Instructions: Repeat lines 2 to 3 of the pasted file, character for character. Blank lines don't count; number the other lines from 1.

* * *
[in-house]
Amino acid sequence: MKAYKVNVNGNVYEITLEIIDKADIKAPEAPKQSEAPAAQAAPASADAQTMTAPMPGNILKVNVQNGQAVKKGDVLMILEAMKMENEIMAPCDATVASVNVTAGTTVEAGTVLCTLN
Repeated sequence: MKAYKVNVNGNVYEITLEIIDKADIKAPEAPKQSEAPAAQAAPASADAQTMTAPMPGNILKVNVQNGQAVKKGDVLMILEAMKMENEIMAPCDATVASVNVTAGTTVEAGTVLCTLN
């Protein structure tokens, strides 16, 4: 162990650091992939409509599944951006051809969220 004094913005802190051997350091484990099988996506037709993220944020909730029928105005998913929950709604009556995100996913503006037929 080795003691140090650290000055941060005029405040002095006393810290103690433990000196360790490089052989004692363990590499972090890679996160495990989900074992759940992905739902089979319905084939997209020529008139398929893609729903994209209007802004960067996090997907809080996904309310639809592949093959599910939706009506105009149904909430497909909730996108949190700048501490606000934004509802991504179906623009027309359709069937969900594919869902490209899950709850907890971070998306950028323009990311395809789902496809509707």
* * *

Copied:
Amino acid sequence: MKAYKVNVNGNVYEITLEIIDKADIKAPEAPKQSEAPAAQAAPASADAQTMTAPMPGNILKVNVQNGQAVKKGDVLMILEAMKMENEIMAPCDATVASVNVTAGTTVEAGTVLCTLN
Repeated sequence: MKAYKVNVNGNVYEITLEIIDKADIKAPEAPKQSEAPAAQAAPASADAQTMTAPMPGNILKVNVQNGQAVKKGDVLMILEAMKMENEIMAPCDATVASVNVTAGTTVEAGTVLCTLN